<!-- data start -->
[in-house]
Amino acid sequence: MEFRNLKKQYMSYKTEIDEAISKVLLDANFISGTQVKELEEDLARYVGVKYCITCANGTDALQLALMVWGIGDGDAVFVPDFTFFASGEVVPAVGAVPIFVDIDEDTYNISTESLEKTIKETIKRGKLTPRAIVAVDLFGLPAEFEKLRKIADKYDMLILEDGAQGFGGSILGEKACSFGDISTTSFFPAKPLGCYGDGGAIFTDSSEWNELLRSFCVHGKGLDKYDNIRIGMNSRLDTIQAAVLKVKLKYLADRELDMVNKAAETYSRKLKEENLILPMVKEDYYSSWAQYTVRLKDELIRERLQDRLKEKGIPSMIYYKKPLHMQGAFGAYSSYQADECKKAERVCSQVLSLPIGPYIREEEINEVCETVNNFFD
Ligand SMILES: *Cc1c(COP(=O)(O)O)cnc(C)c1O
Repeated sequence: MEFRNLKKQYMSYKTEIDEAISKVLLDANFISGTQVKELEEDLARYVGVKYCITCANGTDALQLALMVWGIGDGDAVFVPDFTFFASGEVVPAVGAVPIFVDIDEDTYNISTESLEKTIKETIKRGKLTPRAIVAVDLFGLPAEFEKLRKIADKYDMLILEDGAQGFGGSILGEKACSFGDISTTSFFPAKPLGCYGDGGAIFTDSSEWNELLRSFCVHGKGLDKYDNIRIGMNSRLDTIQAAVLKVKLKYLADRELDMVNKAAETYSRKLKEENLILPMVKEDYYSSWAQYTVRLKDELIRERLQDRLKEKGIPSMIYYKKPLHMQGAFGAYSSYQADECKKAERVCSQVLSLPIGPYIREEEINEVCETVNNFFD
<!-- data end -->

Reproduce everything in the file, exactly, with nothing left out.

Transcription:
[in-house]
Amino acid sequence: MEFRNLKKQYMSYKTEIDEAISKVLLDANFISGTQVKELEEDLARYVGVKYCITCANGTDALQLALMVWGIGDGDAVFVPDFTFFASGEVVPAVGAVPIFVDIDEDTYNISTESLEKTIKETIKRGKLTPRAIVAVDLFGLPAEFEKLRKIADKYDMLILEDGAQGFGGSILGEKACSFGDISTTSFFPAKPLGCYGDGGAIFTDSSEWNELLRSFCVHGKGLDKYDNIRIGMNSRLDTIQAAVLKVKLKYLADRELDMVNKAAETYSRKLKEENLILPMVKEDYYSSWAQYTVRLKDELIRERLQDRLKEKGIPSMIYYKKPLHMQGAFGAYSSYQADECKKAERVCSQVLSLPIGPYIREEEINEVCETVNNFFD
Ligand SMILES: *Cc1c(COP(=O)(O)O)cnc(C)c1O
Repeated sequence: MEFRNLKKQYMSYKTEIDEAISKVLLDANFISGTQVKELEEDLARYVGVKYCITCANGTDALQLALMVWGIGDGDAVFVPDFTFFASGEVVPAVGAVPIFVDIDEDTYNISTESLEKTIKETIKRGKLTPRAIVAVDLFGLPAEFEKLRKIADKYDMLILEDGAQGFGGSILGEKACSFGDISTTSFFPAKPLGCYGDGGAIFTDSSEWNELLRSFCVHGKGLDKYDNIRIGMNSRLDTIQAAVLKVKLKYLADRELDMVNKAAETYSRKLKEENLILPMVKEDYYSSWAQYTVRLKDELIRERLQDRLKEKGIPSMIYYKKPLHMQGAFGAYSSYQADECKKAERVCSQVLSLPIGPYIREEEINEVCETVNNFFD